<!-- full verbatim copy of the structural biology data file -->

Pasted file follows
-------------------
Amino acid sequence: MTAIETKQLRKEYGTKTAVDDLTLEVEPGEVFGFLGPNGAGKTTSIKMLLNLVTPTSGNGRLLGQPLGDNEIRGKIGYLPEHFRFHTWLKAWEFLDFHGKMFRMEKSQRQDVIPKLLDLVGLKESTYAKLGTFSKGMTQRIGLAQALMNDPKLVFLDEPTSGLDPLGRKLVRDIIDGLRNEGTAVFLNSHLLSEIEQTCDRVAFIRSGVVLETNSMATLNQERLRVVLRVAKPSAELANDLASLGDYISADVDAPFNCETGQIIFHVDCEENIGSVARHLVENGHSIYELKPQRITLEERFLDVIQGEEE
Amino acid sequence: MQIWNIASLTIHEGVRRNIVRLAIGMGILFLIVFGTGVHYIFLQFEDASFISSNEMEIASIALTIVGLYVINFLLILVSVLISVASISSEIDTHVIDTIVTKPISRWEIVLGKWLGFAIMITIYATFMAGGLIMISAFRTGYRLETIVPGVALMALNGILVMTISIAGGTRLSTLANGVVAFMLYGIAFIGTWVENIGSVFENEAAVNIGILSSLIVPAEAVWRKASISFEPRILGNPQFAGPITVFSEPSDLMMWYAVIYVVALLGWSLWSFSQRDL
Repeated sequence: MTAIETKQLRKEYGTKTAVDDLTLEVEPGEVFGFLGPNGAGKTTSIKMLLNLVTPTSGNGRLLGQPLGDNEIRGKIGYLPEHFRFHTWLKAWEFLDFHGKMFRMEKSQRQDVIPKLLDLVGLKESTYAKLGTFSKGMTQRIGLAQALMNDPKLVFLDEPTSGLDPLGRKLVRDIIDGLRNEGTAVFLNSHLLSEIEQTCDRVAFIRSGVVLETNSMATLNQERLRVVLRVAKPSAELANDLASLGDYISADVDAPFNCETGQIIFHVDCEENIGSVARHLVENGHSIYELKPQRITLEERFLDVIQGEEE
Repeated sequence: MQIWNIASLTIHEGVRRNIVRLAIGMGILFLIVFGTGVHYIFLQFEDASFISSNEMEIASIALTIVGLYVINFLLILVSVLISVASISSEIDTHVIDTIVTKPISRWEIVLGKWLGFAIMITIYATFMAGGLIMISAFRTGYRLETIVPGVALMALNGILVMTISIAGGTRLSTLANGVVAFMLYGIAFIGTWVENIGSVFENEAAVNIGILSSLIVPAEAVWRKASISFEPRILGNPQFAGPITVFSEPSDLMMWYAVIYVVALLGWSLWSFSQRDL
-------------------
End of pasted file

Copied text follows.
Amino acid sequence: MTAIETKQLRKEYGTKTAVDDLTLEVEPGEVFGFLGPNGAGKTTSIKMLLNLVTPTSGNGRLLGQPLGDNEIRGKIGYLPEHFRFHTWLKAWEFLDFHGKMFRMEKSQRQDVIPKLLDLVGLKESTYAKLGTFSKGMTQRIGLAQALMNDPKLVFLDEPTSGLDPLGRKLVRDIIDGLRNEGTAVFLNSHLLSEIEQTCDRVAFIRSGVVLETNSMATLNQERLRVVLRVAKPSAELANDLASLGDYISADVDAPFNCETGQIIFHVDCEENIGSVARHLVENGHSIYELKPQRITLEERFLDVIQGEEE
Amino acid sequence: MQIWNIASLTIHEGVRRNIVRLAIGMGILFLIVFGTGVHYIFLQFEDASFISSNEMEIASIALTIVGLYVINFLLILVSVLISVASISSEIDTHVIDTIVTKPISRWEIVLGKWLGFAIMITIYATFMAGGLIMISAFRTGYRLETIVPGVALMALNGILVMTISIAGGTRLSTLANGVVAFMLYGIAFIGTWVENIGSVFENEAAVNIGILSSLIVPAEAVWRKASISFEPRILGNPQFAGPITVFSEPSDLMMWYAVIYVVALLGWSLWSFSQRDL
Repeated sequence: MTAIETKQLRKEYGTKTAVDDLTLEVEPGEVFGFLGPNGAGKTTSIKMLLNLVTPTSGNGRLLGQPLGDNEIRGKIGYLPEHFRFHTWLKAWEFLDFHGKMFRMEKSQRQDVIPKLLDLVGLKESTYAKLGTFSKGMTQRIGLAQALMNDPKLVFLDEPTSGLDPLGRKLVRDIIDGLRNEGTAVFLNSHLLSEIEQTCDRVAFIRSGVVLETNSMATLNQERLRVVLRVAKPSAELANDLASLGDYISADVDAPFNCETGQIIFHVDCEENIGSVARHLVENGHSIYELKPQRITLEERFLDVIQGEEE
Repeated sequence: MQIWNIASLTIHEGVRRNIVRLAIGMGILFLIVFGTGVHYIFLQFEDASFISSNEMEIASIALTIVGLYVINFLLILVSVLISVASISSEIDTHVIDTIVTKPISRWEIVLGKWLGFAIMITIYATFMAGGLIMISAFRTGYRLETIVPGVALMALNGILVMTISIAGGTRLSTLANGVVAFMLYGIAFIGTWVENIGSVFENEAAVNIGILSSLIVPAEAVWRKASISFEPRILGNPQFAGPITVFSEPSDLMMWYAVIYVVALLGWSLWSFSQRDL